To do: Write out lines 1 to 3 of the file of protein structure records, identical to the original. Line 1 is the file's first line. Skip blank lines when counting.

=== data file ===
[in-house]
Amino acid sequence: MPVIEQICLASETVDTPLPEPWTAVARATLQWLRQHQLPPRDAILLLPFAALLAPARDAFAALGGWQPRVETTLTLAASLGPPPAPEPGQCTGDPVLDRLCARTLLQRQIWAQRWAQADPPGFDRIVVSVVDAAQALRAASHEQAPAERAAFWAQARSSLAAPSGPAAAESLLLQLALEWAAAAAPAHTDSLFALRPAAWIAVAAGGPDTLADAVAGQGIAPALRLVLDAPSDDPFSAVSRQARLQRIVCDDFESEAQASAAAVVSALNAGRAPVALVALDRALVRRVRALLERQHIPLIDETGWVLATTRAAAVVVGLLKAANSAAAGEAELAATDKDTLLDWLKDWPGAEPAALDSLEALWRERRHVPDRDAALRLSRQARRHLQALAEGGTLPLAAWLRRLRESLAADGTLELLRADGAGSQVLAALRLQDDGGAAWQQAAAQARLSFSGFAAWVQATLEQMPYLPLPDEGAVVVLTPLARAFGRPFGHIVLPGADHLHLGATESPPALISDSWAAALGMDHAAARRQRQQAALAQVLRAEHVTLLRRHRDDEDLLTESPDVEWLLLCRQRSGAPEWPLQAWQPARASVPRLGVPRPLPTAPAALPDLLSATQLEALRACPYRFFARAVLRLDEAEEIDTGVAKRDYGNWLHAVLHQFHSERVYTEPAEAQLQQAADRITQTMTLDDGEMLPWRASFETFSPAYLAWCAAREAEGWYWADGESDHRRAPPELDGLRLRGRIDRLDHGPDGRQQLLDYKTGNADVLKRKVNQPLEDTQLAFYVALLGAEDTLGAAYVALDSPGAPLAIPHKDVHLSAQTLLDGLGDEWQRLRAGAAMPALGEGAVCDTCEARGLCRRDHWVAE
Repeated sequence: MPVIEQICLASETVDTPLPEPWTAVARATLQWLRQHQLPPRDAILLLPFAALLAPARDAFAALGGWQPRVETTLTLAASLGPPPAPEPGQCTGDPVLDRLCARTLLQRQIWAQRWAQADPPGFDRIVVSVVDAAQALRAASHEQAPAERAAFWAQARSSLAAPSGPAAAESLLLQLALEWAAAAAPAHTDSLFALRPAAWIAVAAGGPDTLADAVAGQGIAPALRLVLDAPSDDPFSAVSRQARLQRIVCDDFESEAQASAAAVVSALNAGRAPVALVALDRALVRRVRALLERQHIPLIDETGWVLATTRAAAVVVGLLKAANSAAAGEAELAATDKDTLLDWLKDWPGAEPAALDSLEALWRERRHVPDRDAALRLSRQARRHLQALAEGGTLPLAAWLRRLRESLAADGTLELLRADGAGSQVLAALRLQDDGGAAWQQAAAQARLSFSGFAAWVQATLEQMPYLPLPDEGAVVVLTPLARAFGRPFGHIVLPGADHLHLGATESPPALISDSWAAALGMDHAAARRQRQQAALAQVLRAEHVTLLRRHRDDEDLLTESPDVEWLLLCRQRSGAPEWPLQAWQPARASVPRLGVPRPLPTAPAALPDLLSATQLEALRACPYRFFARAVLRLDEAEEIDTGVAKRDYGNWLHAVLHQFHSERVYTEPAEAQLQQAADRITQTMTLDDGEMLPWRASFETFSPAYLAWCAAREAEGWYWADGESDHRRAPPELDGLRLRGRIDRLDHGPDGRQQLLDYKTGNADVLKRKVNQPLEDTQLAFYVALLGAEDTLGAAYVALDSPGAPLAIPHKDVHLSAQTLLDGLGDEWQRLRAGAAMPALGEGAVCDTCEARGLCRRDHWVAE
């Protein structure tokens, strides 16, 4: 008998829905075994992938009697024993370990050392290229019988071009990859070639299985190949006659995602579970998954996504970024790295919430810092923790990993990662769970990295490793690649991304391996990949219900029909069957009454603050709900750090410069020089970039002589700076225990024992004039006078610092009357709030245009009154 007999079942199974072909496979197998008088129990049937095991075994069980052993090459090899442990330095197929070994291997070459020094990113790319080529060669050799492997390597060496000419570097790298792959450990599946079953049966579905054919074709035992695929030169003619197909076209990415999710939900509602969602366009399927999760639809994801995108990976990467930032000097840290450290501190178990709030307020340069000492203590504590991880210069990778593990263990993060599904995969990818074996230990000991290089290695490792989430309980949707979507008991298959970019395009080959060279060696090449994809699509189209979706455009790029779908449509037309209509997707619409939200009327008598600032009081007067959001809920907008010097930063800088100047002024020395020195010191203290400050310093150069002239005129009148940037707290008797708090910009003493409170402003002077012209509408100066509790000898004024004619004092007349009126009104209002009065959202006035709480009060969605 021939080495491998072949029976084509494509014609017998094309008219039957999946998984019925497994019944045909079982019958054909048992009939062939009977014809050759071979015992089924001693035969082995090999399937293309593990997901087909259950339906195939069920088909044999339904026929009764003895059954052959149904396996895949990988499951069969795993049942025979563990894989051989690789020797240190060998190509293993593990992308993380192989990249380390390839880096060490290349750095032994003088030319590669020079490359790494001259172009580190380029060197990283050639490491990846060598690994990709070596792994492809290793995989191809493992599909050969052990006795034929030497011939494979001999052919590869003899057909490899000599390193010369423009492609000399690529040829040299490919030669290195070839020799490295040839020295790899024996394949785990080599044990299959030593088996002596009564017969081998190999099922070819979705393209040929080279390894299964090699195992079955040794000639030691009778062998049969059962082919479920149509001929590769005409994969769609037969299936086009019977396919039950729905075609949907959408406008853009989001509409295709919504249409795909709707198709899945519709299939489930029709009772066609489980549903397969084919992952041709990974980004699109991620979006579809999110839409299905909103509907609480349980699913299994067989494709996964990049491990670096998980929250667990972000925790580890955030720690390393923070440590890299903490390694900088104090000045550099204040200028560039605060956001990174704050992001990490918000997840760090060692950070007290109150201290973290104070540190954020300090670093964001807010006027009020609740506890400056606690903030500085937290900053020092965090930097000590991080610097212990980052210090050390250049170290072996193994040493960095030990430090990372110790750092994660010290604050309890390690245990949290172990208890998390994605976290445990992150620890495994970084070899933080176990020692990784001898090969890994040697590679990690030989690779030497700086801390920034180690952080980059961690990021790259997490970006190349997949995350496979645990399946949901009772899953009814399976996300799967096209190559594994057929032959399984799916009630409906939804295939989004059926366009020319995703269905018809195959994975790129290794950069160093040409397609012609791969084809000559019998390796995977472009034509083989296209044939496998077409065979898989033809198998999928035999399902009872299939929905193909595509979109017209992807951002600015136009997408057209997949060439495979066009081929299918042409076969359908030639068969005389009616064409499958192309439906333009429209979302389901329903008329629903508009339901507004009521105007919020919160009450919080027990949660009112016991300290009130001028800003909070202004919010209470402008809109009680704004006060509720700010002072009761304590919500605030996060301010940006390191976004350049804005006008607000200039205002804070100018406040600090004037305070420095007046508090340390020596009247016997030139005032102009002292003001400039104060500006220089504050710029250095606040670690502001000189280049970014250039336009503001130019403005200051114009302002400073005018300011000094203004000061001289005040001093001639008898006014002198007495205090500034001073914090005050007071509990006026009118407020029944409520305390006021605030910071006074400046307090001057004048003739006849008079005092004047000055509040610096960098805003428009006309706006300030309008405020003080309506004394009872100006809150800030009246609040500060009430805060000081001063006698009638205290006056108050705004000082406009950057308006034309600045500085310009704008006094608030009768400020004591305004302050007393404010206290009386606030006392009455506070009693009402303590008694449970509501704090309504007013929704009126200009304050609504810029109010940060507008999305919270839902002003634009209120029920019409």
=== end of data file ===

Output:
[in-house]
Amino acid sequence: MPVIEQICLASETVDTPLPEPWTAVARATLQWLRQHQLPPRDAILLLPFAALLAPARDAFAALGGWQPRVETTLTLAASLGPPPAPEPGQCTGDPVLDRLCARTLLQRQIWAQRWAQADPPGFDRIVVSVVDAAQALRAASHEQAPAERAAFWAQARSSLAAPSGPAAAESLLLQLALEWAAAAAPAHTDSLFALRPAAWIAVAAGGPDTLADAVAGQGIAPALRLVLDAPSDDPFSAVSRQARLQRIVCDDFESEAQASAAAVVSALNAGRAPVALVALDRALVRRVRALLERQHIPLIDETGWVLATTRAAAVVVGLLKAANSAAAGEAELAATDKDTLLDWLKDWPGAEPAALDSLEALWRERRHVPDRDAALRLSRQARRHLQALAEGGTLPLAAWLRRLRESLAADGTLELLRADGAGSQVLAALRLQDDGGAAWQQAAAQARLSFSGFAAWVQATLEQMPYLPLPDEGAVVVLTPLARAFGRPFGHIVLPGADHLHLGATESPPALISDSWAAALGMDHAAARRQRQQAALAQVLRAEHVTLLRRHRDDEDLLTESPDVEWLLLCRQRSGAPEWPLQAWQPARASVPRLGVPRPLPTAPAALPDLLSATQLEALRACPYRFFARAVLRLDEAEEIDTGVAKRDYGNWLHAVLHQFHSERVYTEPAEAQLQQAADRITQTMTLDDGEMLPWRASFETFSPAYLAWCAAREAEGWYWADGESDHRRAPPELDGLRLRGRIDRLDHGPDGRQQLLDYKTGNADVLKRKVNQPLEDTQLAFYVALLGAEDTLGAAYVALDSPGAPLAIPHKDVHLSAQTLLDGLGDEWQRLRAGAAMPALGEGAVCDTCEARGLCRRDHWVAE
Repeated sequence: MPVIEQICLASETVDTPLPEPWTAVARATLQWLRQHQLPPRDAILLLPFAALLAPARDAFAALGGWQPRVETTLTLAASLGPPPAPEPGQCTGDPVLDRLCARTLLQRQIWAQRWAQADPPGFDRIVVSVVDAAQALRAASHEQAPAERAAFWAQARSSLAAPSGPAAAESLLLQLALEWAAAAAPAHTDSLFALRPAAWIAVAAGGPDTLADAVAGQGIAPALRLVLDAPSDDPFSAVSRQARLQRIVCDDFESEAQASAAAVVSALNAGRAPVALVALDRALVRRVRALLERQHIPLIDETGWVLATTRAAAVVVGLLKAANSAAAGEAELAATDKDTLLDWLKDWPGAEPAALDSLEALWRERRHVPDRDAALRLSRQARRHLQALAEGGTLPLAAWLRRLRESLAADGTLELLRADGAGSQVLAALRLQDDGGAAWQQAAAQARLSFSGFAAWVQATLEQMPYLPLPDEGAVVVLTPLARAFGRPFGHIVLPGADHLHLGATESPPALISDSWAAALGMDHAAARRQRQQAALAQVLRAEHVTLLRRHRDDEDLLTESPDVEWLLLCRQRSGAPEWPLQAWQPARASVPRLGVPRPLPTAPAALPDLLSATQLEALRACPYRFFARAVLRLDEAEEIDTGVAKRDYGNWLHAVLHQFHSERVYTEPAEAQLQQAADRITQTMTLDDGEMLPWRASFETFSPAYLAWCAAREAEGWYWADGESDHRRAPPELDGLRLRGRIDRLDHGPDGRQQLLDYKTGNADVLKRKVNQPLEDTQLAFYVALLGAEDTLGAAYVALDSPGAPLAIPHKDVHLSAQTLLDGLGDEWQRLRAGAAMPALGEGAVCDTCEARGLCRRDHWVAE